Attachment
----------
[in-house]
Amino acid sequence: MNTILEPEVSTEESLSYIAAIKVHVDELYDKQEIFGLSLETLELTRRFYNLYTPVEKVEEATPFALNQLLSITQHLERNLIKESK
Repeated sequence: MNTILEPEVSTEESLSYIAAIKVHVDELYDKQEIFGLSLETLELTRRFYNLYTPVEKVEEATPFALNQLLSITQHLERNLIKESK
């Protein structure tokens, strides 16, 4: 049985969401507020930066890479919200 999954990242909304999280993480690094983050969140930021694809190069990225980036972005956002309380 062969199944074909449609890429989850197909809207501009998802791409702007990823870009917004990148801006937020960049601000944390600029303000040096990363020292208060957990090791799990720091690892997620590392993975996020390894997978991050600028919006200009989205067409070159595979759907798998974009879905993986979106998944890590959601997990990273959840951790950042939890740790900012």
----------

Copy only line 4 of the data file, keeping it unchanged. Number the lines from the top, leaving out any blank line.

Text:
């Protein structure tokens, strides 16, 4: 049985969401507020930066890479919200 999954990242909304999280993480690094983050969140930021694809190069990225980036972005956002309380 062969199944074909449609890429989850197909809207501009998802791409702007990823870009917004990148801006937020960049601000944390600029303000040096990363020292208060957990090791799990720091690892997620590392993975996020390894997978991050600028919006200009989205067409070159595979759907798998974009879905993986979106998944890590959601997990990273959840951790950042939890740790900012």